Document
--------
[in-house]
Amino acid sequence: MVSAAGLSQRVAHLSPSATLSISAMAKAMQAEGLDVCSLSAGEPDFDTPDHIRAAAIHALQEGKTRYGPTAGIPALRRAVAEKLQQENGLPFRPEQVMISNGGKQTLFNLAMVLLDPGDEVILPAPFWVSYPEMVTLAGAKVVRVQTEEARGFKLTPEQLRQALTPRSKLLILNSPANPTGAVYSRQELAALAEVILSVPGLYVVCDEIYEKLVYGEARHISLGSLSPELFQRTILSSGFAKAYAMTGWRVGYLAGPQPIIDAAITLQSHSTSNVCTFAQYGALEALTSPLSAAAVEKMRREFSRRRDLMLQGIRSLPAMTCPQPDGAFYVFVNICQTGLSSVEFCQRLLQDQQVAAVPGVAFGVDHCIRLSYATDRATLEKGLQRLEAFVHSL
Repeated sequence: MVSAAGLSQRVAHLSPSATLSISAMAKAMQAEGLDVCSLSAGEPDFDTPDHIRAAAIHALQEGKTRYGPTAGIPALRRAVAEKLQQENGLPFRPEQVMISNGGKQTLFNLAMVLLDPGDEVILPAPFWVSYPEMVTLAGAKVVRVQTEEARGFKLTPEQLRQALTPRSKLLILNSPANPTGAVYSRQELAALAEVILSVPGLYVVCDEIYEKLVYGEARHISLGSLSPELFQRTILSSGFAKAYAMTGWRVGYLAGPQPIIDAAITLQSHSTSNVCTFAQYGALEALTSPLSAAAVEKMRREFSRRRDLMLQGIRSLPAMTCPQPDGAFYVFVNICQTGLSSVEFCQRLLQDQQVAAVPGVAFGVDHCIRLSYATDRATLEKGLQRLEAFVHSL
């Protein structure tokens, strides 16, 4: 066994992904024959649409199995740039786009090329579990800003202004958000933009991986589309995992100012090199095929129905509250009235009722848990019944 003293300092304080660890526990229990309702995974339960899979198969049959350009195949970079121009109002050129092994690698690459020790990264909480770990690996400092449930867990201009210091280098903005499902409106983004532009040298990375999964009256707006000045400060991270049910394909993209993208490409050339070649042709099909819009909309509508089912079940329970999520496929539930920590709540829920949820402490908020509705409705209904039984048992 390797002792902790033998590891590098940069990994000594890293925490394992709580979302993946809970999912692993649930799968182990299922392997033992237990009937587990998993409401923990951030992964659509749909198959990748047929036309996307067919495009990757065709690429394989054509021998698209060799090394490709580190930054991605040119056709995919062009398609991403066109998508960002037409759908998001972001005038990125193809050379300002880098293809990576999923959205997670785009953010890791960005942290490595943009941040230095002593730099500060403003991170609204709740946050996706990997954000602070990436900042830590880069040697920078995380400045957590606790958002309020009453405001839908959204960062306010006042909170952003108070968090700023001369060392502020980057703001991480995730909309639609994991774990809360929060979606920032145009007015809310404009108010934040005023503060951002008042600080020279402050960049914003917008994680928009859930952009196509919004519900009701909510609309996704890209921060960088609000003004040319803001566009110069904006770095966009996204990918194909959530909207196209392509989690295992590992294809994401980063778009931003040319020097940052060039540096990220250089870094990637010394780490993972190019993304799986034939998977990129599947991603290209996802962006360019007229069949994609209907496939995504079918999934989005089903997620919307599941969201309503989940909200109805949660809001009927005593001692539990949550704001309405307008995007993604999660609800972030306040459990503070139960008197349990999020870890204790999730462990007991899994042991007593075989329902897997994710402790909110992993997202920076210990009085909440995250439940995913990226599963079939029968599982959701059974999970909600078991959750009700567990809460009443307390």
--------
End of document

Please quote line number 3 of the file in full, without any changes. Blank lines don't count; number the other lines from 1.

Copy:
Repeated sequence: MVSAAGLSQRVAHLSPSATLSISAMAKAMQAEGLDVCSLSAGEPDFDTPDHIRAAAIHALQEGKTRYGPTAGIPALRRAVAEKLQQENGLPFRPEQVMISNGGKQTLFNLAMVLLDPGDEVILPAPFWVSYPEMVTLAGAKVVRVQTEEARGFKLTPEQLRQALTPRSKLLILNSPANPTGAVYSRQELAALAEVILSVPGLYVVCDEIYEKLVYGEARHISLGSLSPELFQRTILSSGFAKAYAMTGWRVGYLAGPQPIIDAAITLQSHSTSNVCTFAQYGALEALTSPLSAAAVEKMRREFSRRRDLMLQGIRSLPAMTCPQPDGAFYVFVNICQTGLSSVEFCQRLLQDQQVAAVPGVAFGVDHCIRLSYATDRATLEKGLQRLEAFVHSL